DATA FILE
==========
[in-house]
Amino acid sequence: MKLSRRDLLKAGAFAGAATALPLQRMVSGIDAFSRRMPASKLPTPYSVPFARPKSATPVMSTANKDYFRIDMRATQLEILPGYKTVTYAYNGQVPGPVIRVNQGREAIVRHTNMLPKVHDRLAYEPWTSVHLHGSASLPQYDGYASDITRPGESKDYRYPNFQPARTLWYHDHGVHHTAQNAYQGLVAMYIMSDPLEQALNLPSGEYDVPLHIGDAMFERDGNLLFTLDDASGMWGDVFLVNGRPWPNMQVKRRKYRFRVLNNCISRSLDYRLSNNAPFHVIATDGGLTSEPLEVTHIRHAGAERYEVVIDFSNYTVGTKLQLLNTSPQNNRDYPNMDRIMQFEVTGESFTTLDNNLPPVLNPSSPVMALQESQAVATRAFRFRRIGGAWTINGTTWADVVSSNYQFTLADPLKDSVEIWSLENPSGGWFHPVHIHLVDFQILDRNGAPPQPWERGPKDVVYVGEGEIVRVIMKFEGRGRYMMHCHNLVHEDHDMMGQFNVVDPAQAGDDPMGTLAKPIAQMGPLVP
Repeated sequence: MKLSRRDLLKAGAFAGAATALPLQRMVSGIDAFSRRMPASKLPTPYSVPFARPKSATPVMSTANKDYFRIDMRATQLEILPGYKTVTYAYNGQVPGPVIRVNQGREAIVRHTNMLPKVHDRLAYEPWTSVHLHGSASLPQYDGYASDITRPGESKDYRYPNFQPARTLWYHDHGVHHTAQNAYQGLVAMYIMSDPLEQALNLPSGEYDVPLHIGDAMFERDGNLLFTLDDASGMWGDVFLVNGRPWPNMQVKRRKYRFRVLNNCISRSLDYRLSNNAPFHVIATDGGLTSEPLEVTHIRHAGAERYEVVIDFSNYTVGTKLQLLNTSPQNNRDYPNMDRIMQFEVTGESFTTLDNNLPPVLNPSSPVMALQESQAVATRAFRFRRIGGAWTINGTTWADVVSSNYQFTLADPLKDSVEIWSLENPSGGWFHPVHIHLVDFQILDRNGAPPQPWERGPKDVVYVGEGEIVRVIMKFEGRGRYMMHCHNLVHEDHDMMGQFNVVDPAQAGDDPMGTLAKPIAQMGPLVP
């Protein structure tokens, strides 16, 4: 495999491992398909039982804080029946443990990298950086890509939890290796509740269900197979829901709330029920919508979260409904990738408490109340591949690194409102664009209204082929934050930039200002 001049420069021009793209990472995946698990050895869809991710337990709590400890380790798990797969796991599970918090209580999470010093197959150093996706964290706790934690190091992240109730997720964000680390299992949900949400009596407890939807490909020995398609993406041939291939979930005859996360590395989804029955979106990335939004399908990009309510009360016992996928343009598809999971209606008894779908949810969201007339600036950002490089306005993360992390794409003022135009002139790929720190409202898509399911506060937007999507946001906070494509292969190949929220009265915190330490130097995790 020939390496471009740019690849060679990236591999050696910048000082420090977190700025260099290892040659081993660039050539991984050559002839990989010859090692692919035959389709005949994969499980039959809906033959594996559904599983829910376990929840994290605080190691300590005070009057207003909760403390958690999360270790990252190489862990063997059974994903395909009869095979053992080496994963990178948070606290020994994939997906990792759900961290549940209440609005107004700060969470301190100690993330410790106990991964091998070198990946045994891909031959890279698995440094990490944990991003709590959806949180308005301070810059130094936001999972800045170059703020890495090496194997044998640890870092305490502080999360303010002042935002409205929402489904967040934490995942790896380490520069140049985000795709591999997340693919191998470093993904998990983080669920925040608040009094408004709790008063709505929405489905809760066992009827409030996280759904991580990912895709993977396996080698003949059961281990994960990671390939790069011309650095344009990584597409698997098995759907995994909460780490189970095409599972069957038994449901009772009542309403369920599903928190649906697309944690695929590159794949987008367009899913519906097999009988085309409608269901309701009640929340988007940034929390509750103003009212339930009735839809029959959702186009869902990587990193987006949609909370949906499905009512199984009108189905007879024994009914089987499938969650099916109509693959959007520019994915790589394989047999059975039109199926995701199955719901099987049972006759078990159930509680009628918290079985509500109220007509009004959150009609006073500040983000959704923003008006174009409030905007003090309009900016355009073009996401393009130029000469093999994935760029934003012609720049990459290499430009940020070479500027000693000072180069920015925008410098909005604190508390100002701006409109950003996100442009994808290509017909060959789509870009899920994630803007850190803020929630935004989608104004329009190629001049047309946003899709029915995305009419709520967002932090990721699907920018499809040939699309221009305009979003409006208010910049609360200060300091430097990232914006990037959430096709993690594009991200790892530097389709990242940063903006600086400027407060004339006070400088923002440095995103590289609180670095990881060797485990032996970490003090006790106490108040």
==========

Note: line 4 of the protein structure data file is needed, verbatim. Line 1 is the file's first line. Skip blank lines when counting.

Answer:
């Protein structure tokens, strides 16, 4: 495999491992398909039982804080029946443990990298950086890509939890290796509740269900197979829901709330029920919508979260409904990738408490109340591949690194409102664009209204082929934050930039200002 001049420069021009793209990472995946698990050895869809991710337990709590400890380790798990797969796991599970918090209580999470010093197959150093996706964290706790934690190091992240109730997720964000680390299992949900949400009596407890939807490909020995398609993406041939291939979930005859996360590395989804029955979106990335939004399908990009309510009360016992996928343009598809999971209606008894779908949810969201007339600036950002490089306005993360992390794409003022135009002139790929720190409202898509399911506060937007999507946001906070494509292969190949929220009265915190330490130097995790 020939390496471009740019690849060679990236591999050696910048000082420090977190700025260099290892040659081993660039050539991984050559002839990989010859090692692919035959389709005949994969499980039959809906033959594996559904599983829910376990929840994290605080190691300590005070009057207003909760403390958690999360270790990252190489862990063997059974994903395909009869095979053992080496994963990178948070606290020994994939997906990792759900961290549940209440609005107004700060969470301190100690993330410790106990991964091998070198990946045994891909031959890279698995440094990490944990991003709590959806949180308005301070810059130094936001999972800045170059703020890495090496194997044998640890870092305490502080999360303010002042935002409205929402489904967040934490995942790896380490520069140049985000795709591999997340693919191998470093993904998990983080669920925040608040009094408004709790008063709505929405489905809760066992009827409030996280759904991580990912895709993977396996080698003949059961281990994960990671390939790069011309650095344009990584597409698997098995759907995994909460780490189970095409599972069957038994449901009772009542309403369920599903928190649906697309944690695929590159794949987008367009899913519906097999009988085309409608269901309701009640929340988007940034929390509750103003009212339930009735839809029959959702186009869902990587990193987006949609909370949906499905009512199984009108189905007879024994009914089987499938969650099916109509693959959007520019994915790589394989047999059975039109199926995701199955719901099987049972006759078990159930509680009628918290079985509500109220007509009004959150009609006073500040983000959704923003008006174009409030905007003090309009900016355009073009996401393009130029000469093999994935760029934003012609720049990459290499430009940020070479500027000693000072180069920015925008410098909005604190508390100002701006409109950003996100442009994808290509017909060959789509870009899920994630803007850190803020929630935004989608104004329009190629001049047309946003899709029915995305009419709520967002932090990721699907920018499809040939699309221009305009979003409006208010910049609360200060300091430097990232914006990037959430096709993690594009991200790892530097389709990242940063903006600086400027407060004339006070400088923002440095995103590289609180670095990881060797485990032996970490003090006790106490108040």